Postville Herald from Postville, Iowa on September 15, 1948 · Page 2
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September 15, 1948

Postville Herald from Postville, Iowa · Page 2

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Postville, Iowa
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Wednesday, September 15, 1948
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Page 2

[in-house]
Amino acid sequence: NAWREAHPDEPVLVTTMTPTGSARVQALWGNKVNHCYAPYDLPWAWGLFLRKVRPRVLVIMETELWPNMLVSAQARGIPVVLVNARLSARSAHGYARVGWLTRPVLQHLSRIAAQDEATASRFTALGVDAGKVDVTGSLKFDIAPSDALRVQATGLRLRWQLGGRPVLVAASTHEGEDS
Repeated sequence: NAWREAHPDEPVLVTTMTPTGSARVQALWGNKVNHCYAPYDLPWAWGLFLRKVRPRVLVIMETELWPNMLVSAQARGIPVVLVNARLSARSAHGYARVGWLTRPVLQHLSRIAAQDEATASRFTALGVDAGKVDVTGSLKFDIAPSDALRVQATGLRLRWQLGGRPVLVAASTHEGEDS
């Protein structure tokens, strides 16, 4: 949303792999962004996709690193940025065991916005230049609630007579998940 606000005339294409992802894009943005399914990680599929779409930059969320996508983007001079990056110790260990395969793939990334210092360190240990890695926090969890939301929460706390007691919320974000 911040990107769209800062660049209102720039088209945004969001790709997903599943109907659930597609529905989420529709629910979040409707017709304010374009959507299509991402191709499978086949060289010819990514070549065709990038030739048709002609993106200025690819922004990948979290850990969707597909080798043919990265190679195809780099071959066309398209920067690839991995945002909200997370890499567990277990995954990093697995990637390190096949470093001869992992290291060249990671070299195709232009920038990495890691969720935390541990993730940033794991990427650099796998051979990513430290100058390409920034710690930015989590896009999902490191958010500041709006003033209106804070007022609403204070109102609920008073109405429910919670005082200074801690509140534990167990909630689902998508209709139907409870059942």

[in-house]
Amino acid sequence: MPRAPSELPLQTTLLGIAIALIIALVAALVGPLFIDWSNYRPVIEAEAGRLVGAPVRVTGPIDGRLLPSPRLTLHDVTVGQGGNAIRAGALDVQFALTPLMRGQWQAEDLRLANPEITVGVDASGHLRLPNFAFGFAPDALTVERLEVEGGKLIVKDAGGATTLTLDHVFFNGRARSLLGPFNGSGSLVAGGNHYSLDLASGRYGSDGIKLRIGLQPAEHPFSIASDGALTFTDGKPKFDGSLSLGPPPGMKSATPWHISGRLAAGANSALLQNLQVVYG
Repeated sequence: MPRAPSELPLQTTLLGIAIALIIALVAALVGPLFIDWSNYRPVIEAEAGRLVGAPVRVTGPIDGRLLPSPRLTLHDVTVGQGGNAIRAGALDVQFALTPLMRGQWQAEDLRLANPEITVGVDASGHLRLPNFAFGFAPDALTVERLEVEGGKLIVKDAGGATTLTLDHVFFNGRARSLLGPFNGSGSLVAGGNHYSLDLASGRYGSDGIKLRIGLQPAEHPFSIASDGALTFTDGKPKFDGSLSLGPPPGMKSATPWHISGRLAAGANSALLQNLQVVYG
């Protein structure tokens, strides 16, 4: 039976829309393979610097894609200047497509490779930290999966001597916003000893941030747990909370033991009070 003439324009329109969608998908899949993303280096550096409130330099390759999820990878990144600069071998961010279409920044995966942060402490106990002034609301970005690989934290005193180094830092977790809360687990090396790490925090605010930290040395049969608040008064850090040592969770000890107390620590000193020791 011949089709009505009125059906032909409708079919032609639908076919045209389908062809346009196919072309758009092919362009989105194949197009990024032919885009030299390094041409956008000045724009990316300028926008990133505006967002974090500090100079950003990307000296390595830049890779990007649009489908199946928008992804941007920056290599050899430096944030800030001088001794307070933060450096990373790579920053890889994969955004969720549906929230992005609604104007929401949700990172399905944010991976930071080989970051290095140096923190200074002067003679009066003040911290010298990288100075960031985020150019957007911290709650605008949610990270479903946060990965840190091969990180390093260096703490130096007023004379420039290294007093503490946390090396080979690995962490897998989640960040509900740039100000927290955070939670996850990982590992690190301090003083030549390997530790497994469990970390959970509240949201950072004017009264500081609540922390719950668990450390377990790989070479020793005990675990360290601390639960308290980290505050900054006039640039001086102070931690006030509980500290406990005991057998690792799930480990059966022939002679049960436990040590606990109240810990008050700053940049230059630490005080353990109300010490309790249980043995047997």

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PAGE TITO. THE POSTVILLE HERALD, POSTVILLE, IOWA WEDNESDAY, SEPTEMtoa REE DEMONSTRATION! GCTTE.VBEKG MOTOR SALES COMPANY Guttenberg-, Iowa Phone 4341 The following is a list of some of the THERMOSEAL Combination Wood Window and Screens users in this territory: POSTVILLE: Leo Beucher, Elmer Erb. Frank Gordon. Louis Schutte. H. J. Monroe, Mrs. Anna Staadt, Mrs. John Waters. Fred W. Groth. LUANA: John Doerring. Willard Kamin, Eldo Schrader, Lewis McNally. Elmer Mailing. Edwin Bugerthagen. Mrs. Amanda Knuth, Art Palas, Bernhart Palas, Gervin Martins, Henry Gisleson. THERMOSEAL Salesman for this and surrounding territory KARL ERB, Monona, Iowa What Man Does To One Of The Mat Beautiful Ctftt Of Nature — The Rue* POLLUTION—THE PEREXNUL PROBLEM GCTTENBERG MOTOR SALES COMPANY, Guttenberj, Iowa Please send representative to demonstrate TH_£RMOSEAL Protection at my home. It is understood that I am under no obligation. Signed Address.. GUTTEXBERG MOTOR SALES COMPANY Guttenbers, Iowa Phone 4341 By Kenneth A. Reid, Executive Director Izaak Walton League of America No subject in the whole conservation field has received so much talk and so little action as water pollution. If there is any subject under the sun that has been investigated to death, it is water pollution—and yet. according to the latest version of Congressional action on . so-called "pollution control bills," Congress would "spend another $126,500,000 over a five year period "to support and aid technical research to devise and perfect methods of treatment of industrial wastes which are not susceptible to know effective methods of treatment." Here is a brief history. Twenty six years ago the Izaak Walton League of America recognized water pollution as the No. 1 conservation problem needing attention. Twelve years ago, after much good work at the local and state level, we came to the realization that the sum total of water pollution had increased during that period. Then we initiated the present movement for Federal control with the introduction of the Lonergan bill in January. 1936. At that time all of the industrial polluters lined up in solid opposi^ tvon. TViey were aided and abetted by narrow pussy-footing health authorities who seemed more study-minded than action conscious, who contended that state control was adequate and given a reasonable period, indicated as ten years, the states would solve the pollution problem. Again another twelve years has PUBLIC SALE SCHOOL HOUSE The Empire School building and fixtures, located one mile northwest of Postville, in the southeast corner of the northeast corner of Section 31, Township 96, Range 6, West, will be sold at Public Auction on SATURDAY, SEPT. 25 Beginning at 1:30 P. M. The School Building is 20 x 24 feet, measuring 10 foot to the eaves and has a double floor. Also to be sold is a Woodshed, 8 x 12 feet, either with or without the building; two outbuildings; fencing materials; desks; Round Oak stove; pictures; and other articles pertaining to the school building. (Trees and land are not included in the sale. Sealed bids for the building may also be sent to Mrs. L. E. Dresser up to the time of sale, Saturday, September 25. The Board reserves the right to reject any or ail bids. All buildings to be removed within 60 days of sale date. TERMS OF SALE — CASH! By Order of Directors of EMPIRE SCHOOL DISTRICT Post Township, Allamakee County, Iowa Eaton Waters, Auctioneer. elapsed and, again, under state control, we have a great increase of pollution throughout these United States. It is idle to contend that state control is adequate when existing pollution is the result of state control or lack of it. We must be realists, and when we are we will realize that the inequalities of state laws and their unequal measure of enforcement will never get the job done. The old argument of industry that to enact or enforce a state law on pollution would penalize industry, but it at a competitive disadvantage with the industries of other states and drive it out of the state, has been effective both against the enactment of adequate state laws, and even after their enactment has largely prevented their enforcement. Chief Justice Holmes once said: "The only thing that makes taxes bearable is their uniformity," and in the same manner, the only thing that will make pollution control effective will be the uniformity of its application, and the only way we can bring about that uniformity is through some sort of Federal control, at least in the background. Interstate compacts have also been strongly advocated by those desiring to avoid Federal control. In theory they are fine, but in practice they don't work. In spite of all the fanfare on interstate compacts, and particularly the Ohio Valley compact which has been many years in the making, if you will examine the wording you will find that they contain the veto power which nullifies all their other fine mandatory declarations against pollution. They are, in effect, another means or method of stalling off the Federal control that will inevitably be necessary to get the job on pollution done. The present Congress Bad five pollution control bills to consider. At the hearings all responsible agencies having any interest in correcting water pollution agreed on two basic principles that should be included in any legislation adopted, and so testified at the hearings. These were: 1. A ban on the spread of pollution from new outlets, so that the line could be held while corrective measures provided in the bill were applied to existing pollution. 2. While recognizing the primary responsibility and authority of the states to correct their own pollution, there must be in the back­ ground adequate Federal authority to be invoked If, and when, the states demonstrate, either their inability or unwillingness to do their own job. Only the Mundt bills, H. R. 123 and H. R. 3990, contained the first of these essentials. The Barkley bill, S. 418, which was the one that received action by Congress, was lacking in the ban on pollution from new outlets. When it was reported out of the Senate Public Works Committee, it carried an amendment hamstringing the Federal authority by requiring the consent of the affected state before the Federal authority could come in. This was bad enough, but after it had reposed for several months in a subcommittee of the House Public Works Committee, headed by Congressman Auchincloss of New- Jersey,' it emerged with other amendments that made it a liability instead of an asset for the correction of water pollution. The objectionable House amendment declared it to be the policy of Congress "to support and aid technical research to devise and perfect methods of treatment of industrial wastes which are not susceptible to known effective methods of treatment." It is hard to believe that the House Committee members who framed this amendment were so naive as to believe that this amendment was needed to effect the purposes of the bill. The effect of this amendment is two fold. 1. It admits that for the great majority of industrial wastes there are known effective methods of treatment. It encourages industry to make this claim, even though it may, and in most cases does, know how to treat its own wastes. 2. It transfers from industry, where the responsibility belongs, to the government, where the responsibility does not belong, the job for discovery" and development of industrial waste treatment methods. The net effect is to give industry a legal alibi to sit back and do nothing, while the government at a total cost to' the taxpayers over a five year period of $126,500,000, attempts to duplicate the job of research in industrial waste treatment methods which in most cases has already been done by industry. This vicious amendment makes of the measure an industrial polluter's protective measure and grants them a moratorium for continuing present polluting practices for at least another five years. Congressmen and senators who prated about economy and still approved such a measure should hang their heads in shame. The bill, as passed by the Senate, was weak and inadequate, but it was a very small step forward. Conservationists were willing to accept it as a start with the full knowledge that it would need to be strengthened in future Congresses to make it really work. But. the House amendment put a totally Be In Style have your DIAMONDS remounted in our up-to-date mountings. W. J. HANKS J Your Jeweler Postville Stores WILL BE CLOSED Wednesday Evenings STARTING TONIGHT! UNTIL FURTHER NOTICE STORES CLOSE WILL - • for - ALL HOME FOOTBALL GAMES from 2:30 to 4:30 POSTVILLE COMMERCIAL CLUB. • 'i 1 'lift'. r• 1 ^^^^^^^m different complexion on the whole bill. Instead of a small step forward, it was a big step backward, postponing for at least five years any real corrective action. We have had studies and investigation on water pollution for fifty years. Tons of unused documents are gathering dust in hidden archives. Only a few years ago Congress spent $B48.000 of the taxpayers' money to make a comprehensive water pollution survey of the dhio River—yet the proposed bill, instead of taking action on that survey would authorize another survey and a laboratory at an expense of four million dollars. The time for stalling is ended. The remedy for the problem is simple. Congress should face the issue squarely and enact a simple law, embodying the two agreed principles mentioned above. Then it would find that the many so- called "unsolved problems" would be quickly solved, and that no one would be hurt, for all the inequalities existing today by reason of unequal state laws, or their unequal enforcement, would evaporate into thin air. All industries in interstate competition would be on a level competitive basis. Their costs of treatment would be entered as a legitimate cost in the manufacture of the product and the public would pay the bill in the cost of the finished product. As a matter of fact, the public would gladly pay that bill and it would not cost the American public a thin dime in the final analysis because we are already paying more in national losses by reason of having polluted waters than it would cost to correct them. The public pays the bill anyway, and by treating pollution at the source, or at the outfall of a sewer, rather than at the intake of a water treatment plant, the public would get as a clear dividend thousands of miles of clean and usable streams, instead oi merely bacterilogically safe fluid at the water facuet, as under the present system. DOUBLE PLAY Cows belonging to Mrs. Don Chnfa of near Fontnnelle worked a double-play on her last week. One cow kicked her under a second cow, which also kicked her. One leg was fractured. NIGHT SHIRT Clad only in a night shirt, Floyd Howard ot Cresco stood at his window one night recently and saw two burglers trying to break into a business house across the street. He held them at bay with an empty shot gun until the sheriff arrived. Local teenagers were the culprits. PRESENT Mr. and Mrs. Warren Bird, of Gravity, observed their 18th wedding anniversary in spectacular fashion; a son was born to them on that day. , NOTICE SEALED lllfts will be accepted by the Bout of Directors of the LUANA I'ARMMtS CREAMERY COMPANY ot Luana, Iowa at their next UeguUt Mettb| to be held on the evenly SEPTEMBER 18, m for the hauling ot ' CREAM ROUTES and the CREAMERY MUTOn. tor the year «( IMJ All bids must be Is u« Secretary's Office by gtfju^' P. M., September 18. % Board reserves the right b accept or reject any or •) bids. DONALD J. BOLUMS Secretary DANCE WHITE SPRINGS BALLROOM MCGREGOR, IOWA SAT., SEPT. 18 RALPH VAVRA and his ORCHESTRA Open Wednesday thru Saturday Also Catering to Private Parties and Wedding Dances COMING—SAT., SEPT. 25th: HILLBILLY RHYTHM BOYS SECOND HALF PAYMENTS OF TAXES ARE Now Due! THEY BECOME DELINQUENT ON OCTOBER 1st So You Have Just A Short Time Left In Which To Pay Them! Penalty of three-fourths of one per cent is J added October 1, and the same amount each! month thereafter as long as they remain unpa Leon Henderson Allamakee County Treasurer everybody' H0TP0INT CABINETS APPLIANCE- MATCHED" invites you to Inspect tho complete new Hn»' Hotpoint aluminum cabinets-custom -matched »a« •mix* your kitchen at new tow coit. -mux uanc umm com IN Now with Hotpoiot** handsome new line of aluminum cabinet*, you can remake your kitchen to your heart's desire. Cabinets complete in every detail. Satin-like finish is hard and durable, with TOOAYl , of enamel W^*] two coats < high tempeiatures. non-corrosive, easy Saifscd' we!*** You'Ubeam.rcd«<«^ •nee these cabinet kitchen. Ask for d*""" Koevenig Hardware POSTVILLE, IOWA